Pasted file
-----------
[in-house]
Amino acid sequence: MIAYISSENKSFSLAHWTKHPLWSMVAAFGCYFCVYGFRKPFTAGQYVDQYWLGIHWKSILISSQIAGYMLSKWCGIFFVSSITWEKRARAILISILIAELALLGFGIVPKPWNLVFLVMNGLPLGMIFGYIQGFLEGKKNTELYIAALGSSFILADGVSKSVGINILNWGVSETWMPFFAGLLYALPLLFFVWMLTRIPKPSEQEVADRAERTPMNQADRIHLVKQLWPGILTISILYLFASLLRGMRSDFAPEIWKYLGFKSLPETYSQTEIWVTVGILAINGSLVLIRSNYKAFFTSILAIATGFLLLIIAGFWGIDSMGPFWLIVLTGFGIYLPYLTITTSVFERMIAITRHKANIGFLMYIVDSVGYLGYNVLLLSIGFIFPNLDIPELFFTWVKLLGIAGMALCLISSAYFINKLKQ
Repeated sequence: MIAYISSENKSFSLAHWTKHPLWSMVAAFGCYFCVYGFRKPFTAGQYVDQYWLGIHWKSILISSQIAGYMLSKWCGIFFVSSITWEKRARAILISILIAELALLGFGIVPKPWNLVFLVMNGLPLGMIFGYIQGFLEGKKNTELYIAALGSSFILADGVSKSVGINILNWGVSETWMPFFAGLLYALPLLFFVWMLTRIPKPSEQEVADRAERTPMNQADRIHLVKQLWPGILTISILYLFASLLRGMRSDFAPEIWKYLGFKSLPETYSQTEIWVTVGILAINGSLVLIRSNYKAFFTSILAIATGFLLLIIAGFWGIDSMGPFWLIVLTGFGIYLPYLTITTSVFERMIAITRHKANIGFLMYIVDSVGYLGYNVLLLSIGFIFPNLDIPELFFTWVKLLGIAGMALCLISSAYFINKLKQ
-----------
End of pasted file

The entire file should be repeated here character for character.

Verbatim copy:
[in-house]
Amino acid sequence: MIAYISSENKSFSLAHWTKHPLWSMVAAFGCYFCVYGFRKPFTAGQYVDQYWLGIHWKSILISSQIAGYMLSKWCGIFFVSSITWEKRARAILISILIAELALLGFGIVPKPWNLVFLVMNGLPLGMIFGYIQGFLEGKKNTELYIAALGSSFILADGVSKSVGINILNWGVSETWMPFFAGLLYALPLLFFVWMLTRIPKPSEQEVADRAERTPMNQADRIHLVKQLWPGILTISILYLFASLLRGMRSDFAPEIWKYLGFKSLPETYSQTEIWVTVGILAINGSLVLIRSNYKAFFTSILAIATGFLLLIIAGFWGIDSMGPFWLIVLTGFGIYLPYLTITTSVFERMIAITRHKANIGFLMYIVDSVGYLGYNVLLLSIGFIFPNLDIPELFFTWVKLLGIAGMALCLISSAYFINKLKQ
Repeated sequence: MIAYISSENKSFSLAHWTKHPLWSMVAAFGCYFCVYGFRKPFTAGQYVDQYWLGIHWKSILISSQIAGYMLSKWCGIFFVSSITWEKRARAILISILIAELALLGFGIVPKPWNLVFLVMNGLPLGMIFGYIQGFLEGKKNTELYIAALGSSFILADGVSKSVGINILNWGVSETWMPFFAGLLYALPLLFFVWMLTRIPKPSEQEVADRAERTPMNQADRIHLVKQLWPGILTISILYLFASLLRGMRSDFAPEIWKYLGFKSLPETYSQTEIWVTVGILAINGSLVLIRSNYKAFFTSILAIATGFLLLIIAGFWGIDSMGPFWLIVLTGFGIYLPYLTITTSVFERMIAITRHKANIGFLMYIVDSVGYLGYNVLLLSIGFIFPNLDIPELFFTWVKLLGIAGMALCLISSAYFINKLKQ